The story of the World War II German battleship Bismarck is legendary. The massive warship was destroyed by British ships and planes and then scuttled by its crew in one of the most famous naval battles in the Atlantic during the war.
The British Royal Navy and Royal Air Force each dedicated several missions to destroying this behemoth, finally succeeding in November 1944. Apart from the sizable periods of time the Tirpitz spent under repair from the damages the British caused in a few of the missions, she was effectively an entire fleet in one ship. So feared was the Tirpitz, that is, the British had to dedicate a huge counter-force to remain in the region, should the Germans release this beast in an attack.
Compared to other elements in the German Navy, like the U-boats, for example, this giant battleship saw little action. In fact, the only time Tirpitz’ crew unleashed the power of her main batteries in an offensive action was on the Allied base on Spitzbergen, the main island in Svalbard. Tirpitz posed enough of a threat from her usual position in one of Noway’s fjords, that the Allies were almost too wary to try and move any ships or convoys between the North and Baltic Seas.
The Tirpitz could also be a huge problem for the Germans, as well. While trying to intercept two Allied convoys in March 1942, the Tirpitz, and the destroyers accompanying her, used up to 8,230 metric tons of fuel. It took the Germans three months to recuperate from the massive efforts.
The mission was actually intended to destroy the Tirpitz, the battleship Scharnhorst and the heavy cruiser Lützow (which was in Langfjord). Six X subs were sent out, towed most of the way there by normal sized subs. X8 was heavily damaged en route and had to be scuttled. X9’s tow cable broke and she plunged abruptly down into the sea, killing the entire crew. The Scharnhorst, target of X9 and X10, was out for exercises, so X10 turned back.
X5’s fate is still unconfirmed, but it is thought that she was detected by the Tirpitz and sunk before reaching her target. X6 and X7, however, slipped under the Tirpitz’ torpedo nets and each laid two mines on timer fuses below and around the battleship on the seafloor. While trying to escape, both subs were detected and attacked. Of the eight crew members of the two craft, two from X7 were killed and the other six were captured by the Germans, survived the war, and were highly decorated by their country for their actions.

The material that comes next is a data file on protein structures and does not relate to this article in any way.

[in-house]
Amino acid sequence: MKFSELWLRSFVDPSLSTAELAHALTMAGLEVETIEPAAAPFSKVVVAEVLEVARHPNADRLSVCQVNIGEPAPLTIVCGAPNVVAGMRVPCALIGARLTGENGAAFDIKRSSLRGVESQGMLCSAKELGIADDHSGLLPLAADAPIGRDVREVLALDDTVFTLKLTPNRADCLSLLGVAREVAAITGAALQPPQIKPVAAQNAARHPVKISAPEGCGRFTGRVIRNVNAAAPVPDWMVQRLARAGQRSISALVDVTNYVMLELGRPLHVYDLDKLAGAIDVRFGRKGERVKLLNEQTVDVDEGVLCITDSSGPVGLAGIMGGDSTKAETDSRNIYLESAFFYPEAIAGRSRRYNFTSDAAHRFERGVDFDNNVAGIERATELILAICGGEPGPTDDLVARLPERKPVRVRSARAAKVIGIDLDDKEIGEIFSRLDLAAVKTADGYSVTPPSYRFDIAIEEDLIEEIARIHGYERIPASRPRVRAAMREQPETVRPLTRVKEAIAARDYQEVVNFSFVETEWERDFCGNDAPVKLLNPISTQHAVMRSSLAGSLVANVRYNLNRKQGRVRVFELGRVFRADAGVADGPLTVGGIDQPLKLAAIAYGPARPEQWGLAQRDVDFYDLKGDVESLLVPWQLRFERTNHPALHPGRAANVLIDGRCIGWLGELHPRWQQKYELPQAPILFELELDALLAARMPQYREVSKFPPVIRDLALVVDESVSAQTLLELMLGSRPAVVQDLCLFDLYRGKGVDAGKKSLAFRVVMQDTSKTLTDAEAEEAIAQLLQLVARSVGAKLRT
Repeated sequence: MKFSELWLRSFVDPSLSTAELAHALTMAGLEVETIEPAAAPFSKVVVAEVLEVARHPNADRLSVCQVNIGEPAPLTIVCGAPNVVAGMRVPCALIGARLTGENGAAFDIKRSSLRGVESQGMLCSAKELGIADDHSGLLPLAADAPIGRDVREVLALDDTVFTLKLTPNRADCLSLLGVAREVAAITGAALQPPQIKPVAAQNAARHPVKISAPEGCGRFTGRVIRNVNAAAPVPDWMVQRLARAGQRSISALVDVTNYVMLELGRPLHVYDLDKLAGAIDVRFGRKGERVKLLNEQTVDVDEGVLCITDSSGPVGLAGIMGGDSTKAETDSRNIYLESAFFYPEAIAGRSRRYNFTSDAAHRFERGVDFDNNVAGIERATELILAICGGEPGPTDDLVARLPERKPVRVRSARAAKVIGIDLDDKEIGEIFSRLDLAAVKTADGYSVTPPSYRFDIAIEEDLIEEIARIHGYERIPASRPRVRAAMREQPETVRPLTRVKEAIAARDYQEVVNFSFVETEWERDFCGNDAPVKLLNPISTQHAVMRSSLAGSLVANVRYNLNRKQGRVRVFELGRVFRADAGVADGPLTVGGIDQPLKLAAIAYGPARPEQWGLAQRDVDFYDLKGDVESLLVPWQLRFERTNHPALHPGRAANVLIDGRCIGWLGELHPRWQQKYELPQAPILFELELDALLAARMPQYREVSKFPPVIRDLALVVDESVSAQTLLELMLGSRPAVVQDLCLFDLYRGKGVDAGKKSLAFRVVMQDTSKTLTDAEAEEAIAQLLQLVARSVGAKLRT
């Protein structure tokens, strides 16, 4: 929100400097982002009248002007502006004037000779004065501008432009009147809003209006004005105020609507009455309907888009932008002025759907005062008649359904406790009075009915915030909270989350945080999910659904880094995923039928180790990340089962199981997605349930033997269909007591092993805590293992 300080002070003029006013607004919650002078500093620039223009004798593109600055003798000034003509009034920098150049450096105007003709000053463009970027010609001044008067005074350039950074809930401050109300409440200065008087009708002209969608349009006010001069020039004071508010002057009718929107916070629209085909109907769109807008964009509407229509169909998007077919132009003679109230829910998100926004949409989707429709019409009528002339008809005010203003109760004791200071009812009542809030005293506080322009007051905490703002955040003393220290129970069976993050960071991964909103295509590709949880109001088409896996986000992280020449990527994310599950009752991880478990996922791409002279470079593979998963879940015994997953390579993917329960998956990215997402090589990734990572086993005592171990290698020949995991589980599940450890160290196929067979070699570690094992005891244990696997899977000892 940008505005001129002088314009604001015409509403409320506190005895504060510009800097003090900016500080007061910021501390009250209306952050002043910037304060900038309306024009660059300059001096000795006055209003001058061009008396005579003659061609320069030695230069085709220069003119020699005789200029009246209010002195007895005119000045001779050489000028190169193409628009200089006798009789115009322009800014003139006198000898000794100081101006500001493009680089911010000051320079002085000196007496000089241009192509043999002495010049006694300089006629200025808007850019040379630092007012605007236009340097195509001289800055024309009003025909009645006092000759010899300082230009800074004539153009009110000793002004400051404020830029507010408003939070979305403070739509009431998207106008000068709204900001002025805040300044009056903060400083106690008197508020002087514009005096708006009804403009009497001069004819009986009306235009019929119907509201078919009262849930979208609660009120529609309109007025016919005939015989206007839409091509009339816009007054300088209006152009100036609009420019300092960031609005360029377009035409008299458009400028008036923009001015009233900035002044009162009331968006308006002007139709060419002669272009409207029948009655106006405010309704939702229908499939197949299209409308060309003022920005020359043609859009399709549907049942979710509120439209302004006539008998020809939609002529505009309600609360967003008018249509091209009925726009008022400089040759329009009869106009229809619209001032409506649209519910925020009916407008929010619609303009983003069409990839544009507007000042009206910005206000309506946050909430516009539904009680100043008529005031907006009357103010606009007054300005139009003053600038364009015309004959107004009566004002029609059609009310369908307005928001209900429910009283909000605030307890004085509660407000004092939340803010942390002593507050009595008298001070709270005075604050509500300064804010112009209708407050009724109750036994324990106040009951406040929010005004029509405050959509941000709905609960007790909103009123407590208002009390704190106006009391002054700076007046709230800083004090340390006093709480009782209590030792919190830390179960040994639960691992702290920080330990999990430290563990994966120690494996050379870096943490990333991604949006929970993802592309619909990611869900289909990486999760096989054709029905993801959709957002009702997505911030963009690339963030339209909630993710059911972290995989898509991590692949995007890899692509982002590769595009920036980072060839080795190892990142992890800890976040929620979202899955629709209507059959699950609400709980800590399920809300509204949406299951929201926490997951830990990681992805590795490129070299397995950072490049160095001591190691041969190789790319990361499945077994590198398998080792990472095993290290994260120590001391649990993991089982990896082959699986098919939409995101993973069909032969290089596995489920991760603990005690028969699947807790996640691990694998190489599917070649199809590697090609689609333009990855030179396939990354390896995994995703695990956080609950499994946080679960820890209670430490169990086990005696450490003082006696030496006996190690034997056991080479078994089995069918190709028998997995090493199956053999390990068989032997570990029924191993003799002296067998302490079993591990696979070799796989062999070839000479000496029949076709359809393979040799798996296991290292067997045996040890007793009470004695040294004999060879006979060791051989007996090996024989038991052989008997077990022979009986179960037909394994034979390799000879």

The Royal Navy and Fleet Air Arm tried several more times to sink the Tirpitz and caused some significant damage along with killing and wounded hundreds of the crew. But they never sank her and lost several aircraft in the attempts. The duty of sinking the Tirpitz then fell to the Royal Air Force.
The RAF’s final missions to sink Tirpitz, Operation Catechism, was launched on November 12th, 1944. Thirty-two Lancaster bombers dropped 29 Tallboys from the sky with two direct hits, a near miss and further misses conveniently destroying the sandbank the Germans had built up to keep the ship from capsizing. The bombers had come in at 9:35 AM and by 9:50, the Tirpitz was tipped 60 degrees to port, all hands were abandoning ship. As one group of men were swimming to shore, a huge explosion blasted one of the large turrets into the air which then crashed into the sea, killing all of them.
Before 10 AM, the Tirpitz was totally capsized. Eighty-two men would be rescued by comrades cutting through the hull, but between 950 and 1,204 of the crew died in the destruction of the mighty battleship.
Though she was used comparatively very few times and always at great cost to Germany in terms of war supplies, the Tirpitz certainly fulfilled its purpose, holding the Allied navies in check and forcing them to be ever watchful of the sea monster ever coming out of its lair. She was finally sunk just over five months after D-Day, becoming another symbol of the imminent defeat of the Third Reich.
By Colin Fraser for War History Online